I like to feel that I’m rescuing them, but maybe it’s the other way around
There’s a greenhouse at the back of my local garden centre where they keep the big houseplants and each one is carefully labelled: “Plant”. I buy one at a time to avoid ongoing domestic dispute and they collect greenly in my house under varying levels of care. Varying levels of care, but infinite love, love I learned from my parents’ relationship with a plant that lives at the top of their stairs which they call the “moon flower”. I’ve identified it online as a night-blooming cereus – further, an Epiphyllum oxypetalum, and my sister and I receive texts alerting us to news of an opening bud. My parents will have woken to a smell, sickly but good, like someone’s caramelising a memory, and they will tell us to be round at dusk. Because then we can stand on the stairs and watch it open, actually watch the petals creak open, until it is there basking in the moonlight, that smell now quite raw and conquering. By morning the flower will have died, and hang from a leaf like a washed up squid.
When I moved house, my dad gave me a cutting, which now stands dwarfed by a giant version I found in the garden centre bin. But much as I love the garden centre with its jolly disregard for potted things, my preferred way to acquire new plants is via adoption. It’s a similar feeling I get on my weekly tour of the local charity shops – the cancer one is good for books, the hospice one is better for furniture, and the one raising funds for sick children is excellent for pottery.
All are bursting in the wake of Kondo, our neighbourhood having watched the entire series in a single weekend, talked about it endlessly at supermarket checkouts, on phones to daughters, in newspaper columns, etc, found joy lacking in 99% of their possessions, shovelled them into a binbag and dumped it on the pavement outside Barnardos at midnight. Which is great for me, a person that read Marie Kondo’s book in 2015 and concluded that, actually, I love stuff, that stuff is brilliant, often reminding me who I am; and that clutter is just matter out of place.
So I buy a lot of homemade pots, a lot of vase-like structures made during a difficult period in someone’s life, glazed and signed hopefully, that have sat on a shelf filled with pencils and old screws until one day their owner realises their life has improved, or at least moved beyond the short-lived pottery class crisis of 1991, and that their misshaped vessels are holding mainly resentment. The pots, often brown, with occasional patterns made with thumbs, call to me from among the Sports Direct mugs, and part of me buys them because I’m fond of things handmade, but a more complicated part buys them because I pity them.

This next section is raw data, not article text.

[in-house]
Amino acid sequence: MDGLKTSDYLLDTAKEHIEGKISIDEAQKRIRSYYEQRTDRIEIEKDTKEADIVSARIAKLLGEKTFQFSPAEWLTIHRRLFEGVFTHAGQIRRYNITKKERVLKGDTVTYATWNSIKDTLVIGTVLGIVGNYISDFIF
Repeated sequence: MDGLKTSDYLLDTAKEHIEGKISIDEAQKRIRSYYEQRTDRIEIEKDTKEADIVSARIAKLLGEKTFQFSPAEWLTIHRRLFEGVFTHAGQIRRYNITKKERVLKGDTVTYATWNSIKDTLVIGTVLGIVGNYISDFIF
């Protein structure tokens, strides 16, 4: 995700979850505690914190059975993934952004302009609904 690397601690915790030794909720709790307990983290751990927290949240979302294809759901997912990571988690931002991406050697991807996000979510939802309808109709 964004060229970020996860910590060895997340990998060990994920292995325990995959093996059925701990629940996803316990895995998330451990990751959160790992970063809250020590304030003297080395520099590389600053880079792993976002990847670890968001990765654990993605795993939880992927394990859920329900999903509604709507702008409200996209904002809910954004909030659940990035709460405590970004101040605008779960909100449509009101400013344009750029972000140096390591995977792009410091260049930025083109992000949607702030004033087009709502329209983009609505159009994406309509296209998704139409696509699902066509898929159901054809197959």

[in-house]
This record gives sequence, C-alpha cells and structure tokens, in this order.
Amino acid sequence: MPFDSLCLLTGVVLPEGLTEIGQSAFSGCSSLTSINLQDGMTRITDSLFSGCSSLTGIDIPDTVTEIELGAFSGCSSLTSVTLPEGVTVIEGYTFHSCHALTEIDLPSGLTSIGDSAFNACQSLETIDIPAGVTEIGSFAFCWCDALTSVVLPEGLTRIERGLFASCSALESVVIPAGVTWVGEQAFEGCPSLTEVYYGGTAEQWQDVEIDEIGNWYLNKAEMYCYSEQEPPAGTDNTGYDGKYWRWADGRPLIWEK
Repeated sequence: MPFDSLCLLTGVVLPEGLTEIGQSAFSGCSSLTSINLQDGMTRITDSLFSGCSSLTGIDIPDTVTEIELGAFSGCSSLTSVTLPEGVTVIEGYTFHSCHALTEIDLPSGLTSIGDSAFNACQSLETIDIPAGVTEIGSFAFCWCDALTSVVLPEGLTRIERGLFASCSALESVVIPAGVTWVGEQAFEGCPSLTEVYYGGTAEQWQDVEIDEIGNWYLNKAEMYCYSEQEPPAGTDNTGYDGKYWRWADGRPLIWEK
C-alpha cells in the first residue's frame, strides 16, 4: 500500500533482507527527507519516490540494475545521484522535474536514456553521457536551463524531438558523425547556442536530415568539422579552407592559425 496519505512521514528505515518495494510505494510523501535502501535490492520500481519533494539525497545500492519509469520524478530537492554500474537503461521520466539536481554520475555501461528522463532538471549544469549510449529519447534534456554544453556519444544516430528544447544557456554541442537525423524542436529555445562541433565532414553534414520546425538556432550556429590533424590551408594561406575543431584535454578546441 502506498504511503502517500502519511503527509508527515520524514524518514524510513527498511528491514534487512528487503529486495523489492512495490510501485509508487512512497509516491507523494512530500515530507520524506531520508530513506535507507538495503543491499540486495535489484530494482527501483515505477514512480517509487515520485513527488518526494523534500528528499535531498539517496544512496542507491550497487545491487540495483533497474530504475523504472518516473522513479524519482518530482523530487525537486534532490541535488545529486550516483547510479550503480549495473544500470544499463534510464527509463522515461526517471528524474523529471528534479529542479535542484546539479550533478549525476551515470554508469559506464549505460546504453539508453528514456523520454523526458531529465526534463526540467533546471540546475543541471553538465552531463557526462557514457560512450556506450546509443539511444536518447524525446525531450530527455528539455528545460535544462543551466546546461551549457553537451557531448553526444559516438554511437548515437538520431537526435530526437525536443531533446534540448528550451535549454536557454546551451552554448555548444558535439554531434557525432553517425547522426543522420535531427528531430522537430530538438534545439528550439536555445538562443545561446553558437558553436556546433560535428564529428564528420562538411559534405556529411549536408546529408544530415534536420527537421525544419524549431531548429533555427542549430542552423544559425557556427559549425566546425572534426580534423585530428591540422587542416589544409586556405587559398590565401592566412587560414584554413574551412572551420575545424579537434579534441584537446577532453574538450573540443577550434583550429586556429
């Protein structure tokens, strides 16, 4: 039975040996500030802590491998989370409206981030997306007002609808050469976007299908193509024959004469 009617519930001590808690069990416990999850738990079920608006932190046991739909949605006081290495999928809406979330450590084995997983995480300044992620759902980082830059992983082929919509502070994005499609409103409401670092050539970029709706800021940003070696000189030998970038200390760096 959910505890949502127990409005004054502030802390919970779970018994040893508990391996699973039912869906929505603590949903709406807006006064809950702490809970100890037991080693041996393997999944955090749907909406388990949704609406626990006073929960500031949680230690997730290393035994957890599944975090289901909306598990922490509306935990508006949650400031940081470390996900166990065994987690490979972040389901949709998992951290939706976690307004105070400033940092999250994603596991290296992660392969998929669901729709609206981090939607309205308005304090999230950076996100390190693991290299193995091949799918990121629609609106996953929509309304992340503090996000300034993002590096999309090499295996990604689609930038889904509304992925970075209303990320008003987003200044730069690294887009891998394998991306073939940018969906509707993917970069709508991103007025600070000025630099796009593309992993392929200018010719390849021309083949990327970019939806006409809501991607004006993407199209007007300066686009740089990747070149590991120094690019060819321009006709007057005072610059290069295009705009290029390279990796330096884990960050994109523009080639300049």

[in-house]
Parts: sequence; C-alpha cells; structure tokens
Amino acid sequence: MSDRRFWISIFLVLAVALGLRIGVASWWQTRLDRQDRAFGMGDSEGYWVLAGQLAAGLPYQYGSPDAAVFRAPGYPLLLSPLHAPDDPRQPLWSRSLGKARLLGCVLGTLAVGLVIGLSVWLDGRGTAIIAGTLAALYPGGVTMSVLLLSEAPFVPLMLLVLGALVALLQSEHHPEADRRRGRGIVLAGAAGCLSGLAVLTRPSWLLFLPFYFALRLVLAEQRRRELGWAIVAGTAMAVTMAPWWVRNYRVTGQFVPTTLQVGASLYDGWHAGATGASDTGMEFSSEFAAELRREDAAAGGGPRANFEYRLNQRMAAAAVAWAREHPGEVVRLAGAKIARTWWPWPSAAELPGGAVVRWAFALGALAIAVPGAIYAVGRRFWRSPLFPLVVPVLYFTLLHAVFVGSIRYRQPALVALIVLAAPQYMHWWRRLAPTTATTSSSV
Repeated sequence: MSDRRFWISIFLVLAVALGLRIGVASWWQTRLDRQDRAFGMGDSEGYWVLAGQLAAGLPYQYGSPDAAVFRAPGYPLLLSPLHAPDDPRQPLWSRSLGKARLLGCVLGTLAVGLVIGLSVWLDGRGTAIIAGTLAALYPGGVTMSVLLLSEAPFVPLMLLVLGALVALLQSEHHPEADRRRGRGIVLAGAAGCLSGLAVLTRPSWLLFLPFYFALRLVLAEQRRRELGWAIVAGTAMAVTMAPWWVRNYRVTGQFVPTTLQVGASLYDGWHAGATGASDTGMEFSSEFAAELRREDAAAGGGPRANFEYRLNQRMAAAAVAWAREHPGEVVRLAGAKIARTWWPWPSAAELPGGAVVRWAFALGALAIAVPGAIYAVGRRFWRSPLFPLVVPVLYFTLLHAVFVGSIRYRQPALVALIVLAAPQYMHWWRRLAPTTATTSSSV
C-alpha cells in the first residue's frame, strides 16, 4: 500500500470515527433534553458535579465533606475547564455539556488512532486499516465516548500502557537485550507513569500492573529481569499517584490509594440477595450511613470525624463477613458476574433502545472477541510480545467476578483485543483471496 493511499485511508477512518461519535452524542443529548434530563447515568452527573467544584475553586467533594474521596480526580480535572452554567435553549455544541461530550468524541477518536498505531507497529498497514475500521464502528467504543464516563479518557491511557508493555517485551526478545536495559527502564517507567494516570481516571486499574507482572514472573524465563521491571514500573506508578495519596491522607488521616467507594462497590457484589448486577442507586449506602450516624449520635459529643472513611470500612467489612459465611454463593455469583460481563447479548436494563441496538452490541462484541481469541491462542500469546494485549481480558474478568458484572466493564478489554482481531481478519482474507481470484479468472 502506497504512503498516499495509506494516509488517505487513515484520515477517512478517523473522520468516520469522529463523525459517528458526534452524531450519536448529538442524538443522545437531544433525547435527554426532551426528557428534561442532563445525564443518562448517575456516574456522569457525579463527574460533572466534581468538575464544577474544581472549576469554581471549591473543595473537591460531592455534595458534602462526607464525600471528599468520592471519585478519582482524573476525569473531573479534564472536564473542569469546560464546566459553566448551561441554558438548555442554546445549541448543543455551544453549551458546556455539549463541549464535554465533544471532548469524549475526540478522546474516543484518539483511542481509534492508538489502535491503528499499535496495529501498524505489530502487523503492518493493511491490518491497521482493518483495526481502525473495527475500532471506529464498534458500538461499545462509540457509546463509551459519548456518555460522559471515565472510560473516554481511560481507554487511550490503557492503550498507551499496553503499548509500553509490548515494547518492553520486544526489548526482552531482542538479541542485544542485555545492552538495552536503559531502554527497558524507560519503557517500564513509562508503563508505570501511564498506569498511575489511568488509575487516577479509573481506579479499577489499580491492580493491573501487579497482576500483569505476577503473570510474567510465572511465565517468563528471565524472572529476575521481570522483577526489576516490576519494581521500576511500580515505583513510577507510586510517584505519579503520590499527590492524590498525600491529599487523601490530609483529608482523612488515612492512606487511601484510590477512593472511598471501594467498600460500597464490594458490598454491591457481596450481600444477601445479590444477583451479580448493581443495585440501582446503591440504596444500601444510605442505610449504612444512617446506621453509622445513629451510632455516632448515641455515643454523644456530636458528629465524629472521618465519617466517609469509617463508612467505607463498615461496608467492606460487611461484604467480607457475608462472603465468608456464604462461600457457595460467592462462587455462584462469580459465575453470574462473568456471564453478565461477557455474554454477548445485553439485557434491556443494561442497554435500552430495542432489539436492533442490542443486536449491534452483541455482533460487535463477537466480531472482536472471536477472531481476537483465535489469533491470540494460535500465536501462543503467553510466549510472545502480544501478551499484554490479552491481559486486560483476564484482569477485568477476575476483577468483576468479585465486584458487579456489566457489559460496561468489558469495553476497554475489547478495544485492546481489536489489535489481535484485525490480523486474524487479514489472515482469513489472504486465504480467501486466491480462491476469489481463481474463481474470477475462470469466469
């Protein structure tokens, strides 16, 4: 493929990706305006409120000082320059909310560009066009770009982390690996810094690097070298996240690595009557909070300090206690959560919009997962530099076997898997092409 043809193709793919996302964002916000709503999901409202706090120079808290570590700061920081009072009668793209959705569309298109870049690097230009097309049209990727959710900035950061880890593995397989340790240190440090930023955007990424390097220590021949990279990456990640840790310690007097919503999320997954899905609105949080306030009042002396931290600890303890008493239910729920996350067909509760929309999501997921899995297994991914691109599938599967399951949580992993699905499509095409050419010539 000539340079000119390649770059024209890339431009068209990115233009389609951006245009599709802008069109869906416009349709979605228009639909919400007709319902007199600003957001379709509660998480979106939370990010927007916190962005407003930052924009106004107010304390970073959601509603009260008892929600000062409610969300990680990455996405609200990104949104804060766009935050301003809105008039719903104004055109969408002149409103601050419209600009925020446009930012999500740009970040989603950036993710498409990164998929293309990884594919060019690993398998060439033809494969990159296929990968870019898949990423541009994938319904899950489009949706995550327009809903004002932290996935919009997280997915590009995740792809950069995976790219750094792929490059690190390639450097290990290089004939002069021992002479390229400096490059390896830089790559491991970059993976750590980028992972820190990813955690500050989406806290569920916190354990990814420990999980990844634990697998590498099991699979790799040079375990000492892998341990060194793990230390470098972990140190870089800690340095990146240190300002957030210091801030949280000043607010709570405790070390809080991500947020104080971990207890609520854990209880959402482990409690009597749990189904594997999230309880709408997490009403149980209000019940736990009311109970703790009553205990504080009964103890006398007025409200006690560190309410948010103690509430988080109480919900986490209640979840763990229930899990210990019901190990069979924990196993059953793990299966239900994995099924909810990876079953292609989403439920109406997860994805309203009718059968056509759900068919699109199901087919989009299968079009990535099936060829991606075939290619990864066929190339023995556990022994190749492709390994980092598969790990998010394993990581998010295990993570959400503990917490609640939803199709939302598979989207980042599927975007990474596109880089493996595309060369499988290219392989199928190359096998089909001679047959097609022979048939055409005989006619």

One particular vase springs to mind, in the shop for awful mental health, which the shop assistant was openly laughing at. He was holding it, and he was laughing at it, and he was saying: “Dunno man, what even is it?” It was a vase, well. A vase in the shape of a very robust toilet roll, painted green with brown details, and extremely heavy. I offered £2 for it, he talked me down to 50p.
When my boyfriend works nights I go to bed early and scroll gleefully through local websites searching for unwanted plants that I can resurrect. “Healthy and big” ads will typically start, or “Can anyone care for my baby?” As with the pots, I like to feel that I’m rescuing them. We once drove to an estate in Stanmore where a woman showed us the cactus she’d bought from Ikea when it first opened. Having arrived the size of a lightbulb, today it stood, slightly bowed in the corner of a smoky living room, 6ft something in a plastic pot. She called her lodger out of bed with his girlfriend to try and help us move it, but even as he helped shuffle it across the carpet we knew it wouldn’t fit in the car.
The next day, her neighbours brought it round, having laid a hundred blankets over their laps and squeezed it into the boot. Now sharp new growths make its silhouette slightly fuzzy against the window, and it stands delighted and massive, bringing me daily joy. It joined a large and as yet unidentified plant with fingerlike leaves whose previous owner, a stranger from Gumtree, needed to get rid of it because it “scared her boyfriend”.
I love them all, my large prickly sons, perhaps too much – they need far less water than I want to give them. I fuss. I move them too much. I repot with abandon. Delighting in a new shoot on a small plant this morning, I pulled it off. Often I must smother the thought that actually all these plants (a room full, with more scattered wildly around the house, reaching, reaching for the light) would live better lives without my clumsy interventions. That they would thrive untouched by my cold meat hands. That I’m not rescuing them, but instead, they’re rescuing me.